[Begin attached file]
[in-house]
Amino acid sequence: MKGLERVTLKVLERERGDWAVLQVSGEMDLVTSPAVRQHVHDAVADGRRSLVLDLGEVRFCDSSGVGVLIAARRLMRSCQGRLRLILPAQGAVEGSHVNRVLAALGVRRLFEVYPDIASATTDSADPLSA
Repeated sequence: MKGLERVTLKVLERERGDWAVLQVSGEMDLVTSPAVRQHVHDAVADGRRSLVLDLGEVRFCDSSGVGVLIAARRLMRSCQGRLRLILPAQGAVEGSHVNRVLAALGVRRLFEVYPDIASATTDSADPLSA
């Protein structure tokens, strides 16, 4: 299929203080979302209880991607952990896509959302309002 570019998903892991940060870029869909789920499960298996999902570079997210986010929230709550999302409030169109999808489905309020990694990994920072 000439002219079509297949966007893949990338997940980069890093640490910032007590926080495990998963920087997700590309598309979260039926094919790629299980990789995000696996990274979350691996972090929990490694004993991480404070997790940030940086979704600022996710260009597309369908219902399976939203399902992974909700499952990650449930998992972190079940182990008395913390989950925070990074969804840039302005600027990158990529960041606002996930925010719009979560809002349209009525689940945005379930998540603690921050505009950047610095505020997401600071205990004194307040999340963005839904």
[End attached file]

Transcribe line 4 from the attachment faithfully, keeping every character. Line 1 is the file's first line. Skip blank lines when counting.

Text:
């Protein structure tokens, strides 16, 4: 299929203080979302209880991607952990896509959302309002 570019998903892991940060870029869909789920499960298996999902570079997210986010929230709550999302409030169109999808489905309020990694990994920072 000439002219079509297949966007893949990338997940980069890093640490910032007590926080495990998963920087997700590309598309979260039926094919790629299980990789995000696996990274979350691996972090929990490694004993991480404070997790940030940086979704600022996710260009597309369908219902399976939203399902992974909700499952990650449930998992972190079940182990008395913390989950925070990074969804840039302005600027990158990529960041606002996930925010719009979560809002349209009525689940945005379930998540603690921050505009950047610095505020997401600071205990004194307040999340963005839904």